A hotter climate will impact every branch of the beverage world, but nowhere is the change being felt more quickly than wine. Warming temperatures, new pests, and extreme weather events have already pushed winemakers to rethink how they approach everything from vine cultivation to blending. That’s especially challenging for heritage winemakers at scale, as they have to account for such shifts while maintaining consistency between vintages in a rapidly changing environment.
So when San Felice hired a new GM in October 2022, their pick made sense: Carlo De Biasi, a longtime advocate for sustainable viticulture who began studying his craft at age 14. In 2013, De Biasi was named “Green Personality of the Year” by The Drinks Business Green Awards — almost a decade before many winemakers would even start sustainability programs.
Located in Italy’s Chianti Classico region, roughly 30 minutes from Siena, San Felice’s estate totals 685 hectares, including the experimental “Vitiarium” that’s been in operation since 1986. Since taking over the GM role, De Biasi and his team have leaned into experimentation and work with other winemakers; in his mind, the very future of the industry rests on collaboration, not competition. (We reviewed their 2022 red wine releases last year.)
We caught up with De Biasi to talk about his background, the first few months in his new role, and how wine must adapt to survive the coming decades of climate shift.
Note: This interview has been lightly edited for readability.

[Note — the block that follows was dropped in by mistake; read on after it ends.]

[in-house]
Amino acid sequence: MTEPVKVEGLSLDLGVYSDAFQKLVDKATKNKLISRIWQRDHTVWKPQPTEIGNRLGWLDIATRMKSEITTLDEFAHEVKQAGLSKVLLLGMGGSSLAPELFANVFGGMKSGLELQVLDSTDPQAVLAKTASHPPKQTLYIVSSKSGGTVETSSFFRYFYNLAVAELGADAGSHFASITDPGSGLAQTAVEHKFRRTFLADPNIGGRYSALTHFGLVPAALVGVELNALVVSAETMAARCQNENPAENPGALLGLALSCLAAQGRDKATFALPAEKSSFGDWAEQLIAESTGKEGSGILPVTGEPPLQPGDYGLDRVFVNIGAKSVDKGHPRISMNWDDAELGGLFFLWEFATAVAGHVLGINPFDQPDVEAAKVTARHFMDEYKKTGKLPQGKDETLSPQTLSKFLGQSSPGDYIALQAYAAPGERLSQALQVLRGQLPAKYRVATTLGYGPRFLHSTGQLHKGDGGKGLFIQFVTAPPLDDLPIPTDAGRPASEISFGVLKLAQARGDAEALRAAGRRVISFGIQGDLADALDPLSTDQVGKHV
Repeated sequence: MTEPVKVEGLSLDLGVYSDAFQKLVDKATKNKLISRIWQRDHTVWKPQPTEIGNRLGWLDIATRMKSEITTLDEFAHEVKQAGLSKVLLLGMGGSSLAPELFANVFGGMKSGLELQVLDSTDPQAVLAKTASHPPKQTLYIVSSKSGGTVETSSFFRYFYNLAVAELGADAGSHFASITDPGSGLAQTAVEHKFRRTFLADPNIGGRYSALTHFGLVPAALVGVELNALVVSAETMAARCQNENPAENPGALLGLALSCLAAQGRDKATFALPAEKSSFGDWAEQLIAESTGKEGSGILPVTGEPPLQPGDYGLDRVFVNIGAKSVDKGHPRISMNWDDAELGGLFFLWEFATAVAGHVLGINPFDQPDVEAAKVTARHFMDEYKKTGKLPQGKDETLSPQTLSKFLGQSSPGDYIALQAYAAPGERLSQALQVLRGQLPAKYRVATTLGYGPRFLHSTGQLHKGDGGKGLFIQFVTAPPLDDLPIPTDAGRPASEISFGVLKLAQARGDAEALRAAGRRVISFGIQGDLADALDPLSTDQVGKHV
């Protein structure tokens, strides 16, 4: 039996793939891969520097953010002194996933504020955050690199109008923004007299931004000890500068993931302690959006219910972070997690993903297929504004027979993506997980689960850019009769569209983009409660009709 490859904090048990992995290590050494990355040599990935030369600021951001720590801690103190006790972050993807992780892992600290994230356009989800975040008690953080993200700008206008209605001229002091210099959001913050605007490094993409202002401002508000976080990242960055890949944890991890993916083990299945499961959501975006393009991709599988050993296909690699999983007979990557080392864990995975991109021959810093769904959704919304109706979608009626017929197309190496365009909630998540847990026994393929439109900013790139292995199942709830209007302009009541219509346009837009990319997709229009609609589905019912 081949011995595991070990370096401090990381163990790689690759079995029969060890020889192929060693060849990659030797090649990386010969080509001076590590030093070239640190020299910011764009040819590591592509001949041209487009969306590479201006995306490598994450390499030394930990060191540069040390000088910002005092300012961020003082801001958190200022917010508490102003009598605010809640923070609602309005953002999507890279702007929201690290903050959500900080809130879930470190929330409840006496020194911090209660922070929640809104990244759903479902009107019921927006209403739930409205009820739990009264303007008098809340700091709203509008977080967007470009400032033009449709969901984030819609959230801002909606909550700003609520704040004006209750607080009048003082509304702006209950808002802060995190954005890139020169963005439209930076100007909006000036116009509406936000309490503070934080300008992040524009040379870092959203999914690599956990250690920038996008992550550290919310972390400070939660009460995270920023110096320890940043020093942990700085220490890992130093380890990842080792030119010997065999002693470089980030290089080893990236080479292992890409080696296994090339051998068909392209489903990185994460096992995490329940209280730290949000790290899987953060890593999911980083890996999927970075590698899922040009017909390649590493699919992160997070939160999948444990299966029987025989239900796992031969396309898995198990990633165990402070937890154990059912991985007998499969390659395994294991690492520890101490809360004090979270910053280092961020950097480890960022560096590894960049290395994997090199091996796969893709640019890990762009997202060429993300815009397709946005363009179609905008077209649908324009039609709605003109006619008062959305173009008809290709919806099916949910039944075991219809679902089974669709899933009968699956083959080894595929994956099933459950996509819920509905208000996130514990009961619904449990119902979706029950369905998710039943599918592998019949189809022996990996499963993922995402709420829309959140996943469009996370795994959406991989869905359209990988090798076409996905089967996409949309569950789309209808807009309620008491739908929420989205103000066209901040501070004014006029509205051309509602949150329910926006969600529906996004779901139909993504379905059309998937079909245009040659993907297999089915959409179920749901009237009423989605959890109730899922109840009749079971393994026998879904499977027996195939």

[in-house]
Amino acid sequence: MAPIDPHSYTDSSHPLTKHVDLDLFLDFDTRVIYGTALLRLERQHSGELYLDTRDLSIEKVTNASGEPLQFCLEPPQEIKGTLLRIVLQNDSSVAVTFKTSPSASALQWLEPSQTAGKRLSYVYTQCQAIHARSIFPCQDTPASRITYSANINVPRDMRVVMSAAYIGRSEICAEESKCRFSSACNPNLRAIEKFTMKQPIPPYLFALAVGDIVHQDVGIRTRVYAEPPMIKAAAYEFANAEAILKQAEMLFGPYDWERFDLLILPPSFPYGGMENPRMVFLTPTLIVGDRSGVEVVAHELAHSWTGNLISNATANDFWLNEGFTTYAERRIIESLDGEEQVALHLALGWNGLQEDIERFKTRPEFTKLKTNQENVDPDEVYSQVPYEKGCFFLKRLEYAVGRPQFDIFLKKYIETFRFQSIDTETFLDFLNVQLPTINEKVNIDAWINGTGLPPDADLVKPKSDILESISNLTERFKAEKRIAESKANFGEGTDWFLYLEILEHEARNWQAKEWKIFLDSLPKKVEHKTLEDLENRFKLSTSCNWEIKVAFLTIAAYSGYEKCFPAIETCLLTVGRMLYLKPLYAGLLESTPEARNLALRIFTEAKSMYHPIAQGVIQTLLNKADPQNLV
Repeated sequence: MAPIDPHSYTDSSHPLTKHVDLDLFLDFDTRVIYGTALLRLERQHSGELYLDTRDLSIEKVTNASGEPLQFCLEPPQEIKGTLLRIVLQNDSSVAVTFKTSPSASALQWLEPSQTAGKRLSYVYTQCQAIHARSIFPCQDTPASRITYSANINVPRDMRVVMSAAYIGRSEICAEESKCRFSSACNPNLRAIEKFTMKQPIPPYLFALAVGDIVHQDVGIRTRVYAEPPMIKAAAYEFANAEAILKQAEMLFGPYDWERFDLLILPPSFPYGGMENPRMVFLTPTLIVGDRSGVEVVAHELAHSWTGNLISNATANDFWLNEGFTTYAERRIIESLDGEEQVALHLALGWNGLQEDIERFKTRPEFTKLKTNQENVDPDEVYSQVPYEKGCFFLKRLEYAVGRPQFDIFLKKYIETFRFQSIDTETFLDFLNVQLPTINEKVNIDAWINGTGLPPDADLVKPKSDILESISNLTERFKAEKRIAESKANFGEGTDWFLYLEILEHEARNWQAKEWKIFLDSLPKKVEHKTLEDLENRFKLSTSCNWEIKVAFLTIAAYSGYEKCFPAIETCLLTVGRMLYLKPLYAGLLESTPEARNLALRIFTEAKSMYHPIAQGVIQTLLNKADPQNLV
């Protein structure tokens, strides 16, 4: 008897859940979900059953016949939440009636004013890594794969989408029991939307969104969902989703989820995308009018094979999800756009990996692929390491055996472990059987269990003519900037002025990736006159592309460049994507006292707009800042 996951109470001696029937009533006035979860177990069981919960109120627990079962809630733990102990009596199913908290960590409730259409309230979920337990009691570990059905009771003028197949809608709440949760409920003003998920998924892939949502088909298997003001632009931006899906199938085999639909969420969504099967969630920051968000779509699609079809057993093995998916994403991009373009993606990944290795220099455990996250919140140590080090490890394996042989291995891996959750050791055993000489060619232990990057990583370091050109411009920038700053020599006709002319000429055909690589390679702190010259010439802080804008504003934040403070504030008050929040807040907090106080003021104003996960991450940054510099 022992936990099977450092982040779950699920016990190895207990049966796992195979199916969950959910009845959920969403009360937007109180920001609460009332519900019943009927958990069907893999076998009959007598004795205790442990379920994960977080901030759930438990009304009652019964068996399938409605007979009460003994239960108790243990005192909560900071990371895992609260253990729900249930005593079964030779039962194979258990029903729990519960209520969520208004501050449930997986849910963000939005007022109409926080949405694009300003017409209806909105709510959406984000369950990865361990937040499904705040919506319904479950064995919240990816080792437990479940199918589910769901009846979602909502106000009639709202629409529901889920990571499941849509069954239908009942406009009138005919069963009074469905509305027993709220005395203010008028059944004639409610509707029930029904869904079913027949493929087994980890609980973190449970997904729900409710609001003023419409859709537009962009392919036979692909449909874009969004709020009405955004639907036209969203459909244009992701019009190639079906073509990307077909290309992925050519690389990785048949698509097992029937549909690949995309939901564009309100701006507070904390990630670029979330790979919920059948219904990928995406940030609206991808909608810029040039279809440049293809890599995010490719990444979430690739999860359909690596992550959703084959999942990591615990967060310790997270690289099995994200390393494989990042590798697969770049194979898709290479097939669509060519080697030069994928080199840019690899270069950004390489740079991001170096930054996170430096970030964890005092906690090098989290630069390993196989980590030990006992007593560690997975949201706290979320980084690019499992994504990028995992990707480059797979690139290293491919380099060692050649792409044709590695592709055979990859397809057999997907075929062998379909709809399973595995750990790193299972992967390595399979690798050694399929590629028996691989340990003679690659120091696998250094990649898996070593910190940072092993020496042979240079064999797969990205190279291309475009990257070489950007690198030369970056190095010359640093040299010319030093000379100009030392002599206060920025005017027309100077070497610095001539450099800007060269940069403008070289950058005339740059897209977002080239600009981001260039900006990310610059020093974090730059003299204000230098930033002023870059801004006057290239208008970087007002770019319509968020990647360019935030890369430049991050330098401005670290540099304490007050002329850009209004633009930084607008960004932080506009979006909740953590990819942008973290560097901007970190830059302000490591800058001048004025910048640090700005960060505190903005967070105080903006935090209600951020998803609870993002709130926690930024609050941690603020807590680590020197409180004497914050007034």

Drinkhacker: Tell me about your personal history with wine.
Carlo De Biasi: My history with wine began in secondary school. At the end of my middle school years, like all 14-year-olds, I was faced with the choice of what to study in senior school. Living in Trento, there was a wide range of choices. Convinced by some classmates, I enrolled on the six-year wine-making technician course at the Istituto Agrario di San Michele all’Adige — the oldest Italian wine school, founded in 1874 at the behest of the Tyrolean ‘Dieta’, or regional parliament.
I spent my six years at the Istituto immersed in studying viticulture and oenology, my passion for which increased daily. After finishing these higher studies, my desire to specialize further led me to enroll in the Faculty of Agricultural Sciences at Milan University, where five years later I obtained my master’s degree with a research thesis in the field of viticultural zoning, which refers to the study of a territory’s suitability for wine-making and analysis of the interaction between soil, vine and vintage.
I then rounded off my studies by attending courses in oenology and viticulture at the Faculty of Oenology at the Université Victor Segalen Bordeaux 2. This specialization led me to collaborate initially with the same institute I had graduated from some years previously, before going to work for a leading Veneto winery in the area where Soave and Valpolicella wines are produced.
At the beginning of the 2000s, I arrived at Casa Vinicola Zonin in the role of Director of Agriculture of the Zonin Family Estates, comprising 10 wineries located in seven Italian regions and in the United States. In this role, I oversaw more than 2000 hectares of vineyards and over 50 varieties of vines, cultivated across a wide range of climates, soils, denominations, and oenological cultures. During that time, I had the opportunity to develop my agronomic, oenological and business management skills. I also had the privilege of visiting most of the main international wine regions and collaborating with national and international research institutes, working with the best experts in the sector: in particular, I am honored to have spent 16 years alongside the late Prof. Denis Dubourdieu and Prof. Attilio Scienza.